In one (more) of my flights, I had a conversation with a co-passenger. A young adult, a lot of us would be so excited to label a “millennial”, she was excited about the recent announcement that airlines in India can offer in-flight internet connectivity. Even as the flight was on the active runway, she was on her mobile phone (ignoring the requests of the flight attendants), taking pictures of herself in the plane and posting them on Facebook. She was on her way to attend a graduation function of a friend; and everyone who was travelling in, was marking their presence. As the network died, she turned around to me and asked, “so, how long will it be before the airline companies implement internect connectivity in-flights?”. I answered her on how difficult it would be for planes to be retro-fitted with such capabilities, but all new planes can be inducted with the facility. As she realised it is going to be some time, she sighed, put on the headphones, and went off to doze.
It set me thinking about my previous post “Facebook stole my data“. By calling that data mine (belonging to me), I was actually falling for the “personal data as a mine” metaphor – the idea that data is a resource much like a natural resource. It is there for tech firms to extract. As if it was fossilised like oil or coal, or formed over a long period of time, like alluvial soil. If that was so, then the governments should regulate it well. The governments should therefore own all these data and possibly license these extractors with specific mandates to provide unique value to the users (citizens), and such resources would remain the realm of a public good.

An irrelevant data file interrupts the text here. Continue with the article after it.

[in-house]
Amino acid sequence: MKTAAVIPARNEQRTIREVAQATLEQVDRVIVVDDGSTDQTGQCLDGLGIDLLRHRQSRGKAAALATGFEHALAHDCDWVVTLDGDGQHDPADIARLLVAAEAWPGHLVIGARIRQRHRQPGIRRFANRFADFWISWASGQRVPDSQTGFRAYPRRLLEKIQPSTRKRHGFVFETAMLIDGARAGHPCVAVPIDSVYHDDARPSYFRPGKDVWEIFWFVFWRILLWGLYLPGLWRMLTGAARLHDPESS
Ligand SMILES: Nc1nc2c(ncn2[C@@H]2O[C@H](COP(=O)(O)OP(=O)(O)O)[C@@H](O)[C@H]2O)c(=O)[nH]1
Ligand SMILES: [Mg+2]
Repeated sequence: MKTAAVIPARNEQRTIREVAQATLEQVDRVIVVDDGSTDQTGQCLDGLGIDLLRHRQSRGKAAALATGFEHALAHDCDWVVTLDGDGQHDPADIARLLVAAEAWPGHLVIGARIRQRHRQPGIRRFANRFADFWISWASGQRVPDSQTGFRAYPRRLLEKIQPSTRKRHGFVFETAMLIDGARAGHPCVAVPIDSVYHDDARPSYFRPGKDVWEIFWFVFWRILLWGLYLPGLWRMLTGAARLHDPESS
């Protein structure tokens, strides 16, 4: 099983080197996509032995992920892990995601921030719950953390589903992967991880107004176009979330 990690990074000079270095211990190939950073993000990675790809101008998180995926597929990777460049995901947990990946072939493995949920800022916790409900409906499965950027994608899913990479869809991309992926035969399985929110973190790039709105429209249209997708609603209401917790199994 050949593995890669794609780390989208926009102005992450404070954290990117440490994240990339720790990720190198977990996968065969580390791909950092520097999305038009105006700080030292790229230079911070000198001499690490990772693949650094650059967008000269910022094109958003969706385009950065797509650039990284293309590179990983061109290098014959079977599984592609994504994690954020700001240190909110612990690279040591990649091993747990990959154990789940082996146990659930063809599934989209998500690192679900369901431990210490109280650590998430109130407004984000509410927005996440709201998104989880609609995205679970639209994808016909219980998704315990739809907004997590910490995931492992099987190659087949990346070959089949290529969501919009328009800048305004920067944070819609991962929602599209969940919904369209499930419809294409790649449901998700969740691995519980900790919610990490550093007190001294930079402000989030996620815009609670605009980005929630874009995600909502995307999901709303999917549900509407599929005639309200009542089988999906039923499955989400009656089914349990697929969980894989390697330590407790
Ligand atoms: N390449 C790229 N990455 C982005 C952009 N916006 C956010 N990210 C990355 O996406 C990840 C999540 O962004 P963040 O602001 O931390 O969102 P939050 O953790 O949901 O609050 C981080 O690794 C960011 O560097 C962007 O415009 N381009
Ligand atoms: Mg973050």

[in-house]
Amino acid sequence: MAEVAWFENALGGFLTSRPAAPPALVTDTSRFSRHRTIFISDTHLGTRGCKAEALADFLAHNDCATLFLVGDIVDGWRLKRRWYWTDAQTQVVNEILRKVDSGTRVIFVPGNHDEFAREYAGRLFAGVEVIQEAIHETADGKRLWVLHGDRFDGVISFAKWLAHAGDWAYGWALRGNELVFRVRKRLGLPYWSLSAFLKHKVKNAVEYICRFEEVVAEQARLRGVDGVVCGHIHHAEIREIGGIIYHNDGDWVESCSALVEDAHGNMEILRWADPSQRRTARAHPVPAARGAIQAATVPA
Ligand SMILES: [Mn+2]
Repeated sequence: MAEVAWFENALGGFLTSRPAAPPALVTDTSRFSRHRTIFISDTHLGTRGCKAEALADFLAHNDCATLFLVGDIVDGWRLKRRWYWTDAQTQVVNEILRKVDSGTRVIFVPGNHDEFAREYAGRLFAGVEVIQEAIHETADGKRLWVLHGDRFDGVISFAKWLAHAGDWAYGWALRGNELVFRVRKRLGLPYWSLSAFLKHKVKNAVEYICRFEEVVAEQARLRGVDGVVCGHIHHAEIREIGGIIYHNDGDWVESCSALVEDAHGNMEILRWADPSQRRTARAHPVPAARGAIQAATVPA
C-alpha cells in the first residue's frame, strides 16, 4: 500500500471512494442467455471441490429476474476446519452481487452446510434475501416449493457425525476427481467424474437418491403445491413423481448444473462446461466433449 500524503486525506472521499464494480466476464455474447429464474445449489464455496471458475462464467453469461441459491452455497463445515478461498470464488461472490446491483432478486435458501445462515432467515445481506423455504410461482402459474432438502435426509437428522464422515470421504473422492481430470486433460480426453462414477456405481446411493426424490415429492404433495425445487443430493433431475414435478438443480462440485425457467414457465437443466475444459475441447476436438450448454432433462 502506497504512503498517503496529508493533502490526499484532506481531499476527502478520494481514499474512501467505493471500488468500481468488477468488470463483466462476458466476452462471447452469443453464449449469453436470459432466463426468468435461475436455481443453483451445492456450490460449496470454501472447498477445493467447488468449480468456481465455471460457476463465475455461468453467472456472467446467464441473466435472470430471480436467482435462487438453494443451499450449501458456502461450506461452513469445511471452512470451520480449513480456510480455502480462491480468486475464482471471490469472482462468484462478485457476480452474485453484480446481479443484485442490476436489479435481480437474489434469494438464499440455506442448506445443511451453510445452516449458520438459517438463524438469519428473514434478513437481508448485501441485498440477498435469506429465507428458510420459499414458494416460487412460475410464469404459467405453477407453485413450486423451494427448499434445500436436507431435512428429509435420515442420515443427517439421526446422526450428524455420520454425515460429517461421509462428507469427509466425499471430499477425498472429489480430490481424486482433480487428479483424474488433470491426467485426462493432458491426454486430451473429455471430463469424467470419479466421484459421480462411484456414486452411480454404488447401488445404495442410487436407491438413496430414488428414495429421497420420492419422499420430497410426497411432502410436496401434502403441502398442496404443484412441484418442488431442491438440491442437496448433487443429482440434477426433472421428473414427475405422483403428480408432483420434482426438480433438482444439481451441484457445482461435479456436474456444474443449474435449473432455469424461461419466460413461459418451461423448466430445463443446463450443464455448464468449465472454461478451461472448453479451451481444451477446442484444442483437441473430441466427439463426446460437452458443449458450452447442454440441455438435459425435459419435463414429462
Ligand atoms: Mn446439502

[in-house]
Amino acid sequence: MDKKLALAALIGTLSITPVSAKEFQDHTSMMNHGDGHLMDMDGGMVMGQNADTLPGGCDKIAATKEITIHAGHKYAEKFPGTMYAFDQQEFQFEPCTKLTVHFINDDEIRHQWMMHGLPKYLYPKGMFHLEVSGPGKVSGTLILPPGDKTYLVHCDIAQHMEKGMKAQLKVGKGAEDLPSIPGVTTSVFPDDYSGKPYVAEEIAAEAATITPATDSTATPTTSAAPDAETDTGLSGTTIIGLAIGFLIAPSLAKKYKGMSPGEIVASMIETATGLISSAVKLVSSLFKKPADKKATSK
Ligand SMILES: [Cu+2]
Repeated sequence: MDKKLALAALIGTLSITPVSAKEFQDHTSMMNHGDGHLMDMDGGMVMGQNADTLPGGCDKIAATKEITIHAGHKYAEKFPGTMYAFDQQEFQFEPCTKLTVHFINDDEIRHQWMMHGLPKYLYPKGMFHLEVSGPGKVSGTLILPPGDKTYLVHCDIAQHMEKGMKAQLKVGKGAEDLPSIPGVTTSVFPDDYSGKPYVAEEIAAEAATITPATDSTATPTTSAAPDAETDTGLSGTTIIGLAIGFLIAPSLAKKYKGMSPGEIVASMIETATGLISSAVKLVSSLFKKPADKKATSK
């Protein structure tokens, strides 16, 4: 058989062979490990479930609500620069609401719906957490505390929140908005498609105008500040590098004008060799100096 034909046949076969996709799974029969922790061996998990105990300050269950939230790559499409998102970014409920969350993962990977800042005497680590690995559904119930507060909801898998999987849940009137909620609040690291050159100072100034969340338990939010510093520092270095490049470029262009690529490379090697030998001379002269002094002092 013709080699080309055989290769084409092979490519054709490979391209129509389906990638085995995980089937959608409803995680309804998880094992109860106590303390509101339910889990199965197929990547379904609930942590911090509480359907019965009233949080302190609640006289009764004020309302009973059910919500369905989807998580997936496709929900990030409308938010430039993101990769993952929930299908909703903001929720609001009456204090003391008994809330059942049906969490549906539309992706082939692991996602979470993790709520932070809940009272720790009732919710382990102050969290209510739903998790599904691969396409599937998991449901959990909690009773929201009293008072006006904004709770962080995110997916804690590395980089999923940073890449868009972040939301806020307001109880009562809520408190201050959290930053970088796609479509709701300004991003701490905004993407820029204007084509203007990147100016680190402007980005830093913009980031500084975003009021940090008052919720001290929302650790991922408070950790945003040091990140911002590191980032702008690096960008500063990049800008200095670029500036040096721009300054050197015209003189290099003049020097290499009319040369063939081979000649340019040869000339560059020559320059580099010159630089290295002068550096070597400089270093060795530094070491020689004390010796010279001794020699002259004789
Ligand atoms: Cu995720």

The trouble with this metaphor is that the data did not exist in the first place … I created that data, and continue to create it. Nicholas Carr, in his blog aptly wrote, I am a data factory (and so are you). He debunks that mining metaphor and says that just by my living – walking, interacting with friends, buying, reading, and just lazily watching something on the internet – I create data. And not just any data, in any form … in a form that Facebook wants me to. A little more nuanced than what I argued in my previous post … I argued that Facebook created the data. Carr argues that I create that data, working for Facebook, in a form and design that Facebook wants me to. Do you see yourself as working for tech companies like the Amazon, Facebook, Apple, Google, and Netflix, not for a salary/ remuneration, but as a data factory? And worse, the data that you produce being used to “enrich” someone on the other corner of the world, in the name of providing you with a meaningful experience?
This metaphor puts the ownership on the design of the data, apart from the data itself, on the tech companies. And in making this addictive (recall how the first line of your Facebook homepage starts with “write something”, and possibly in your mother tongue!), tech companies like Facebook are trying to engineer our lives. Really? Does Facebook tell me what to do? Or does Facebook want to know what (everything, whatever) I do? I would tend to believe the latter.
Here is where the difference between use and addiction begins. When you use, you benefit … when you are addicted, they benefit. Pretty much like using sinful products (like tobacco and alcohol), handling dangerous products (like fire and guns), and managing borderline behaviour (like assertiveness becoming aggressiveness), we should possibly educate ourselves about responsible use.
Responsible use of Facebook! That sounds not-so-fun. The flight was about to land, the flight attendant was waking up the lady seated next to me to put her seat in upright position. She woke up excited, and looked outside to see if we had landed … and as soon as landed, she opened her Facebook app, and went on to write something. I did apologise for snooping into her behaviour, but she said, she was fine. She was comfortable giving away her behavioural/ afflilliative/ preferential/ locational data to some tech company server … she was not one bit uncomfortable sharing her behavioural data with me. I told her that I would write about her Facebook addiction as we were getting off the plane, and she said that would be “cool”, gave me her email id, and asked me to email the piece to her (which I will promptly do). She would possibly post it on her Facebook wall too. So much for addiction.
So much for mid-week reading.
(C) 2018. R Srinviasan